Paper clip reuse may not be enough to save Bear Stearns

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We’re back to Bear Stearns, where it all began. Last summer, it was the collapse of a couple of mortgage-security hedge funds run by the investment bank that sent credit markets into their first true tizzy. Now a Fed-backed temporary bailout of Bear means the 85-year-old firm may not survive much longer as an independent entity.

Bear Stearns’s problem is that, like all securities firms, it borrows lots of money, and has to roll over those borrowings on a daily basis. As the smallest and least diversified of the five big surviving independent Wall Street firms (Goldman Sachs, Morgan Stanley, Merrill Lynch and Lehman Brothers are the other four), and perhaps the most exposed to the mortgage market, Bear is particularly susceptible to worries about its status as going concern. Basically, if people start worrying about whether Bear will be around to pay back its loans, they stop lending–which makes it impossible for Bear to pay back its loans.

Which is exactly what happened this week. To quote Roddy Boyd and Colin Barr at Fortune:

It’s unclear what exactly started Bear Stearns’ nightmare this week. Veteran repurchase agreement traders told Fortune.com that a major European bank last week refused to accept Bear Stearns as a counterparty to a large swap trade. By late Monday and early Tuesday, traders at hedge funds told Fortune that they were being charged a premium by the swaps desks at Deutsche Bank, UBS and Citigroup to execute trades with Bear Stearns as the counterparty or which involved its credit.

The bottom fell out on Thursday, Bear Stearns CFO Molinaro told investors. The demands for cash came from counterparties as well as hedge fund clients who wanted to close out their prime brokerage accounts. The market voted with its feet and wallets.

It was to stave off this self-fulfilling panic that the Federal Reserve Bank of New York stepped in this morning together with JP Morgan Chase to offer short-term financing to Bear Stearns. The idea was to “restore confidence in us in the marketplace,” is how Bear Stearns CEO Alan Schwartz put it. But the news that Bear needed help from the Fed to keep people lending it money was anything but confidence-inspiring for those who own the firm’s shares–which is why its stock price is down 40% today.

Basically, the people at the Fed are afraid that a disorderly collapse of Bear Stearns would wreak all sorts of havoc–the firm is a big broker and lender to hedge funds, for example. But as Felix Salmon points out, the Fed doesn’t really care if Bear’s shareholders lose most or all their money. Which is why so many people have been selling Bear shares today.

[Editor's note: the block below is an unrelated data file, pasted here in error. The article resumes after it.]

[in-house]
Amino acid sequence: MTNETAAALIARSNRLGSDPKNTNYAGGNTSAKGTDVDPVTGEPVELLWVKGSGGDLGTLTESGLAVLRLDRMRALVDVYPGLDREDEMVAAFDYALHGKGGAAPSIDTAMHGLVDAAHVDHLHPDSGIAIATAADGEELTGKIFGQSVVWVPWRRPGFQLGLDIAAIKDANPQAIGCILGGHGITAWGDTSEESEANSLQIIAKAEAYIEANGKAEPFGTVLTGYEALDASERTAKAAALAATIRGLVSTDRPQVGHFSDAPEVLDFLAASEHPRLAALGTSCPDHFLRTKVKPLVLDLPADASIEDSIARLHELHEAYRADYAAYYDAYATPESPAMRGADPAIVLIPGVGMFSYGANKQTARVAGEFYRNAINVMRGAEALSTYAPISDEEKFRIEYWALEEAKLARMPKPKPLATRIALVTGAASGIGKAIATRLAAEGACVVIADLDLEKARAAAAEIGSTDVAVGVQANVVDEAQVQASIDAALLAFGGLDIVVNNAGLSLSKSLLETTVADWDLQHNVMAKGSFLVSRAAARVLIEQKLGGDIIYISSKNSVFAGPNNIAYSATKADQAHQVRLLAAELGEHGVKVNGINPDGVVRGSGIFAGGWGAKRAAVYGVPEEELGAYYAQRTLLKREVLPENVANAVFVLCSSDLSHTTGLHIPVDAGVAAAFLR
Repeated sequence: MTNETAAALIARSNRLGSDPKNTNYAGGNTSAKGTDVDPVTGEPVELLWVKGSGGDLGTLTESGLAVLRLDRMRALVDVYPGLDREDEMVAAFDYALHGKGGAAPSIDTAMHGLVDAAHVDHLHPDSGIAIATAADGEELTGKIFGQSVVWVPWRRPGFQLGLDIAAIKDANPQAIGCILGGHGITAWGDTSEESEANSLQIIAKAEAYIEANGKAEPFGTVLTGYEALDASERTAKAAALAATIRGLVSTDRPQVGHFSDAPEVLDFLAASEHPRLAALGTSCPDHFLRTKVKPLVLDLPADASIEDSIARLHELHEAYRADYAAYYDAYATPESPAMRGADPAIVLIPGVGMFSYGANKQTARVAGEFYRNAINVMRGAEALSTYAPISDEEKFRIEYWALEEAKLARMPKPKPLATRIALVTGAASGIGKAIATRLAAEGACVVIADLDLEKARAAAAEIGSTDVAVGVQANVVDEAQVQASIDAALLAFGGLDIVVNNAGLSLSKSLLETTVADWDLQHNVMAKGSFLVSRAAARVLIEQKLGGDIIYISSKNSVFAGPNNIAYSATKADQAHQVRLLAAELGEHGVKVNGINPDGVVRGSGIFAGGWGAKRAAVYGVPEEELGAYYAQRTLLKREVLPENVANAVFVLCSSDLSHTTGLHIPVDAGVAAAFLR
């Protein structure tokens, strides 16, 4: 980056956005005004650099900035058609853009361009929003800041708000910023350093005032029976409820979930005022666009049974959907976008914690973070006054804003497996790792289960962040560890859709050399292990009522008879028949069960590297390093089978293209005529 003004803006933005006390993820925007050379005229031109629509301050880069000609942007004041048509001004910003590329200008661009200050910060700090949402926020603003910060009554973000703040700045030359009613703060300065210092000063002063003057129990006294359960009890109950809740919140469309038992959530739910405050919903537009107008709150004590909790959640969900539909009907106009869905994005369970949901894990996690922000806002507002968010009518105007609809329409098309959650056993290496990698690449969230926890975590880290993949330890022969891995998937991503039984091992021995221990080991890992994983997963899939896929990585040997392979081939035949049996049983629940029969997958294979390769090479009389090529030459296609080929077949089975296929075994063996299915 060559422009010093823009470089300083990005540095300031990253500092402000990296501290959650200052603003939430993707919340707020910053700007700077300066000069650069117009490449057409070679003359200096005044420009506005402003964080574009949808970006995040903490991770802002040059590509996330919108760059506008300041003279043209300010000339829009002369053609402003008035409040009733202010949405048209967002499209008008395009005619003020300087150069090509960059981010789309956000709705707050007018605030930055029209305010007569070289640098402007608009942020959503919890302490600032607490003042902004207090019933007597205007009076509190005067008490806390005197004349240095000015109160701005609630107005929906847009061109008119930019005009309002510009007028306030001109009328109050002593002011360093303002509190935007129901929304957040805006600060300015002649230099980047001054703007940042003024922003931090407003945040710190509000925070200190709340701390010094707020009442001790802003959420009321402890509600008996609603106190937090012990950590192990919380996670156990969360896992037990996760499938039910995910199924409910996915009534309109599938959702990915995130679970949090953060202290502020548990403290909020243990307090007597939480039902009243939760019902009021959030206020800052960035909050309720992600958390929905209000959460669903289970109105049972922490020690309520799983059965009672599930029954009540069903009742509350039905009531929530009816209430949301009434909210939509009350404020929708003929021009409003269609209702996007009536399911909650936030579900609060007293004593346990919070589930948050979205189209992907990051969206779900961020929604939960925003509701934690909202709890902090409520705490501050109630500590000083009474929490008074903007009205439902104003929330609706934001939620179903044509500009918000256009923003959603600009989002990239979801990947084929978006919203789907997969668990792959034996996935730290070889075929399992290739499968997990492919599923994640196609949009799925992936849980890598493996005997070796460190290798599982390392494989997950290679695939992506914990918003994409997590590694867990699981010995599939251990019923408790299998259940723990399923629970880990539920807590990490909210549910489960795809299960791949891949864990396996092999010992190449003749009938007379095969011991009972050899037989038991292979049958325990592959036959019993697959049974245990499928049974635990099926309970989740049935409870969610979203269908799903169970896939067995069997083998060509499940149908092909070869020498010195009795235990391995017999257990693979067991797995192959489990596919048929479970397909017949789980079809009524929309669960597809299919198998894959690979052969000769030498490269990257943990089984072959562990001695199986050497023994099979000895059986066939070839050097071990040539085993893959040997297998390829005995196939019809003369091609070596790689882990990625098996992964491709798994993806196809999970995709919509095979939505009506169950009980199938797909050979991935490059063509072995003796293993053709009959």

All of which leaves Bear Stearns in quite a pinch. The firm has a reputation as a quirky, go-it-alone place. Former CEO Ace Greenberg used to urge employees to reuse paper clips to save money, which was charming, in a weird sort of way. But Bear also refused to chip in to the 1998 Fed-organized effort to keep the hedge fund Long Term Capital Management from collapsing. It wouldn’t be at all easy to integrate Bear’s traders into another, bigger operation.

And so while CNBC reports that current CEO Schwartz is shopping Bear around, it’s not clear to me why anybody would buy it at anything but a giveaway price.

Update: Economist Willem Buiter has a withering take:

[T]he shareholders of Bear Stearns are eating their cake and having it. Shares may have dropped 43 percent in value, but what is left still beats nothing. And nothing seems the only possible fair value for what Bear Stearns would be worth without Fed assistance. Why was Bear Stearns not taken into public ownership, preferably at a zero price?

One would hope that, as soon as the rescue was announced, the existing management and board of Bear Stearns would have resigned en-masse, and without any golden handshakes of the CEO of Citigroup and Merrill Lynch -variety. This should have been a condition of the loan being made. The argument that only the existing management understands the business well enough to see it through the storm is unconvincing, as these are the very people that screwed it up in the first place. Why are the old top management and board members still in their jobs?

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